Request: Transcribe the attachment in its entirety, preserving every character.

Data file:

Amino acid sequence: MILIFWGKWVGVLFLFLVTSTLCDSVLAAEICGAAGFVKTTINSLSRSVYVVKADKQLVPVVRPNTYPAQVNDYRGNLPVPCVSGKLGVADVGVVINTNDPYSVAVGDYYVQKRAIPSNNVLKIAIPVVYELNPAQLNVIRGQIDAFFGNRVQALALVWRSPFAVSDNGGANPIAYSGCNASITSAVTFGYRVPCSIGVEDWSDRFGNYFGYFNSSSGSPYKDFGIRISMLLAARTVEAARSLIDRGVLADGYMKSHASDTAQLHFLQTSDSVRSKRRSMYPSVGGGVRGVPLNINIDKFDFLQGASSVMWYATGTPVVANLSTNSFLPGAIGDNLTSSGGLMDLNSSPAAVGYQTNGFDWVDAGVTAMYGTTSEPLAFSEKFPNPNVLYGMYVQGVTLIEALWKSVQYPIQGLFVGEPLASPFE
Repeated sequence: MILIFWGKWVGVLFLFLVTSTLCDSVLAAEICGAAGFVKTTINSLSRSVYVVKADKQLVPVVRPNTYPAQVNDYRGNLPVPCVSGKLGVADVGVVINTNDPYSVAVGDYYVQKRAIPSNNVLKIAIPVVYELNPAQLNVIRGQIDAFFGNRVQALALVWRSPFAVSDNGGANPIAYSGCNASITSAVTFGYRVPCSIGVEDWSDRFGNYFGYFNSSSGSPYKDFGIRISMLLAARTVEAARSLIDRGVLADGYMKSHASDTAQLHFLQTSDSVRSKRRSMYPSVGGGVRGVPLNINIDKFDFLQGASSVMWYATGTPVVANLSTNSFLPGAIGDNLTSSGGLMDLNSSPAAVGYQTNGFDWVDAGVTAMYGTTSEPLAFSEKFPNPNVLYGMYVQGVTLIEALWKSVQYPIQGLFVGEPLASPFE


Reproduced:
Amino acid sequence: MILIFWGKWVGVLFLFLVTSTLCDSVLAAEICGAAGFVKTTINSLSRSVYVVKADKQLVPVVRPNTYPAQVNDYRGNLPVPCVSGKLGVADVGVVINTNDPYSVAVGDYYVQKRAIPSNNVLKIAIPVVYELNPAQLNVIRGQIDAFFGNRVQALALVWRSPFAVSDNGGANPIAYSGCNASITSAVTFGYRVPCSIGVEDWSDRFGNYFGYFNSSSGSPYKDFGIRISMLLAARTVEAARSLIDRGVLADGYMKSHASDTAQLHFLQTSDSVRSKRRSMYPSVGGGVRGVPLNINIDKFDFLQGASSVMWYATGTPVVANLSTNSFLPGAIGDNLTSSGGLMDLNSSPAAVGYQTNGFDWVDAGVTAMYGTTSEPLAFSEKFPNPNVLYGMYVQGVTLIEALWKSVQYPIQGLFVGEPLASPFE
Repeated sequence: MILIFWGKWVGVLFLFLVTSTLCDSVLAAEICGAAGFVKTTINSLSRSVYVVKADKQLVPVVRPNTYPAQVNDYRGNLPVPCVSGKLGVADVGVVINTNDPYSVAVGDYYVQKRAIPSNNVLKIAIPVVYELNPAQLNVIRGQIDAFFGNRVQALALVWRSPFAVSDNGGANPIAYSGCNASITSAVTFGYRVPCSIGVEDWSDRFGNYFGYFNSSSGSPYKDFGIRISMLLAARTVEAARSLIDRGVLADGYMKSHASDTAQLHFLQTSDSVRSKRRSMYPSVGGGVRGVPLNINIDKFDFLQGASSVMWYATGTPVVANLSTNSFLPGAIGDNLTSSGGLMDLNSSPAAVGYQTNGFDWVDAGVTAMYGTTSEPLAFSEKFPNPNVLYGMYVQGVTLIEALWKSVQYPIQGLFVGEPLASPFE